Be careful on data packages that ‘round-up’ bytes to the nearest Kilobyte or even Megabyte – costs can soon spiral out of control. Particularly important for large-scale, low-data applications like Telemetry.
Imagine a situation where a company has 100 remote sites, each site consumes just less than 1MB per month on average; however some sites occasionally use 2MB and others only 0.5MB. To maximise ease of deployment and reduce any excess data charges consider a tariff that allows you to have 100 x 1MB SIMs which can all utilise a 100MB aggregated pool of data.
Accurate Test Environments
Perform proof of concepts in the most accurate conditions to the planned deployment. Slight changes in hardware (antennas, router operation), SIM type, location, connections (wired, Wi Fi) can have huge implications on the success of your deployment.
Private APNs are often recommended. Using a Public IP SIM has some benefits for simple connectivity but also exposes your connection to excess data usage if for example someone finds your IP address on the internet and attacks your device. Your firewall may block traffic at the router stage; however your data usage will be increased significantly by the data being sent towards your router, across the connection initially.
Keep it Simple
IoT and M2M doesn’t have to be difficult – remember our philosophy, we are just connecting ‘things’ rather than ‘people’ to the internet and all the original rules apply in terms of reliability and security. To capitalise on the revenue opportunity you just need a good plan on how this fits with your existing offering, and do you have the right opportunities based in your existing customer base or is this a totally new market opportunity? Working with trusted partners in this market is equally acceptable, do you elect to ‘host’ M2M applications as part of an existing platform provision or outsource for example – do you provide the private APN for the ‘data airtime’ or partner with a Data MVNO, what value can your business bring to the end user? Consolidated billing for multiple services might be an example, integration to existing enterprise systems might just be another – the analyst’s agree this is the biggest obstacle to growth right now in the IoT landscape… your business might be the one to really capitalise on the bringing it all together for the end user – and my how the market and investors would love that!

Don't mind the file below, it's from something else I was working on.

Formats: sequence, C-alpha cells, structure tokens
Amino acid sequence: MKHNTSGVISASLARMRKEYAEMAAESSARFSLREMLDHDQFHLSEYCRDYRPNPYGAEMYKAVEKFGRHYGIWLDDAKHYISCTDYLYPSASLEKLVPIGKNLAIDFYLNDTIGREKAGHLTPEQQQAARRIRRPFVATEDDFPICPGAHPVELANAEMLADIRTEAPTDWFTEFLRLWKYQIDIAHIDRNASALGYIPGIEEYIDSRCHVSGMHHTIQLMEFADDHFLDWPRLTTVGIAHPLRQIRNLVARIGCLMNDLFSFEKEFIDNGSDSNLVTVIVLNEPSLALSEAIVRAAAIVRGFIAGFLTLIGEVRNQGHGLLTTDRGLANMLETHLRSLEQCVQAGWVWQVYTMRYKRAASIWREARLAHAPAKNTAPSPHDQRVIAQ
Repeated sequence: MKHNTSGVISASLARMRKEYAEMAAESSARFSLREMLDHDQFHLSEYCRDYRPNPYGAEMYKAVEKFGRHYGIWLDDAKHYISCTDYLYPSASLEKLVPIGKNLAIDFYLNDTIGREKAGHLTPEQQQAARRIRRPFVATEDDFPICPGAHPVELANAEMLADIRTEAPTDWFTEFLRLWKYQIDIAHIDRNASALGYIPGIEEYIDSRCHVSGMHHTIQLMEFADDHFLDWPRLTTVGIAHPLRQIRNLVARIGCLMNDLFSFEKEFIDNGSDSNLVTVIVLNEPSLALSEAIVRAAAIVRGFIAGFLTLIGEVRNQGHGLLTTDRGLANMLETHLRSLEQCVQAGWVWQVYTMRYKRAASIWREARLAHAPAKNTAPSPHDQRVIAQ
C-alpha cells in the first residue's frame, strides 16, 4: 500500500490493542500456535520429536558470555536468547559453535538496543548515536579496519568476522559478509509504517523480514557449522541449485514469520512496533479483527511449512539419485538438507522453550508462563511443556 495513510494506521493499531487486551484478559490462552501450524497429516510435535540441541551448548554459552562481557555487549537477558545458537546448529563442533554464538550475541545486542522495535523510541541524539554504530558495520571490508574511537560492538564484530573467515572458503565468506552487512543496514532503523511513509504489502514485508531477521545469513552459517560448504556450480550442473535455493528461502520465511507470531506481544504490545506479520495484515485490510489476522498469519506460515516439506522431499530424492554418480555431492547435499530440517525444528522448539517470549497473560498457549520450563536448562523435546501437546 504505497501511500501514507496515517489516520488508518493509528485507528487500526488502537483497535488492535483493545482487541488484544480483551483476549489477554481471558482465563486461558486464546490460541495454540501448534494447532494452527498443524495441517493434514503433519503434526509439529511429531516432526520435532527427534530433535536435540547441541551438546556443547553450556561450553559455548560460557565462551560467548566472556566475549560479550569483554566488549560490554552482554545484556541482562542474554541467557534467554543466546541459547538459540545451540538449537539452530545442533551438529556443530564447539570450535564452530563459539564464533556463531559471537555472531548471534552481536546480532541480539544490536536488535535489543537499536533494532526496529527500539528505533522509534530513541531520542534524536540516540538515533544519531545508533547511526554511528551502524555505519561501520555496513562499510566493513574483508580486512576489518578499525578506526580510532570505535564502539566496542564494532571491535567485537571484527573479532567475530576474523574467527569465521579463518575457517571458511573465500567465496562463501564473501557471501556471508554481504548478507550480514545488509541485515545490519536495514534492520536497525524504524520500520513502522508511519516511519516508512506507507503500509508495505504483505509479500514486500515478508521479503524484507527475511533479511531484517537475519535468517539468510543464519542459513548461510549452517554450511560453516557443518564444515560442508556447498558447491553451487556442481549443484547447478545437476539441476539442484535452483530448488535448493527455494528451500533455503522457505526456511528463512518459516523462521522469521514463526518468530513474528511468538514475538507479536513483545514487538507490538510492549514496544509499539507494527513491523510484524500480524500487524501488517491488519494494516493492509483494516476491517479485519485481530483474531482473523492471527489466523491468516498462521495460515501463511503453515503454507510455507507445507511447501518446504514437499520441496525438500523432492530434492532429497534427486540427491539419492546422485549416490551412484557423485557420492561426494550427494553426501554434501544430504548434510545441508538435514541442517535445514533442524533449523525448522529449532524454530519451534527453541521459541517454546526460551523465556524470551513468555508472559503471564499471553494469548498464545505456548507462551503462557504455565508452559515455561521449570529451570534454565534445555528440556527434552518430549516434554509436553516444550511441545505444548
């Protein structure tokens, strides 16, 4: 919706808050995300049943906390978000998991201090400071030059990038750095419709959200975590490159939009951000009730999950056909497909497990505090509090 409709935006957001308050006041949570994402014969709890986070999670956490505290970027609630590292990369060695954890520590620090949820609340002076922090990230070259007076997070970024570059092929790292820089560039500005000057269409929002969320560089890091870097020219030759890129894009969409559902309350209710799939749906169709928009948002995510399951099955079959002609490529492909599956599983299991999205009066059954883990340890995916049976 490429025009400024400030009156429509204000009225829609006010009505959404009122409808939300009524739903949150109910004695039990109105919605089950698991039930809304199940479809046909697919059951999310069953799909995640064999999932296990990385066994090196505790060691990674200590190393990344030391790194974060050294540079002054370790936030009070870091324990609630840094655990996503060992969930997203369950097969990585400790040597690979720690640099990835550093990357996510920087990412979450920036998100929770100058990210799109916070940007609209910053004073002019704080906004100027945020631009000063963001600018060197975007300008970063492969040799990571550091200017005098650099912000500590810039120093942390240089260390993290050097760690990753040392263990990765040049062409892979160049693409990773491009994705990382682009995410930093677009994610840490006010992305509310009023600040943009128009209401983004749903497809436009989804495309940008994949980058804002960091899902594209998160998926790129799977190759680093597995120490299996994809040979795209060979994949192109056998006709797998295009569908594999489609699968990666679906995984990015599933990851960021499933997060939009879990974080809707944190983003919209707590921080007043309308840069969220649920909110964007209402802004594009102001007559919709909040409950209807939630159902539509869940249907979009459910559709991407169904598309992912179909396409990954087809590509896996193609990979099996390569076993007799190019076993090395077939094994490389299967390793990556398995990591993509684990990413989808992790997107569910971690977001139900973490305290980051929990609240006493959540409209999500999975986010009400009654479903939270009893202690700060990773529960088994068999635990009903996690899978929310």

Where ever you look someone seems to be predicting big numbers regarding the size of the M2M market. Whichever set of figures you happen to follow there is no question that M2M technology is going to represent a huge part of our market at some stage in the near future. Getting your head around the applications of M2M solutions can be difficult for those not currently in that segment but once the depth of the opportunity is realised there is almost no vertical market untouched by the technology. I would like to think my crystal ball is better than most when it comes to technology but sometimes it’s hard to predict how markets are going to react. When this happens I turn my eyes and ears towards the ‘big boys’ out there to see how they are treating the market. So when Google bought up home smart metering company Nest for a massive $3.2bn, far and above what they were worth, it is a fairly good market indicator. Resellers need to ask themselves, can I afford to not be in this market?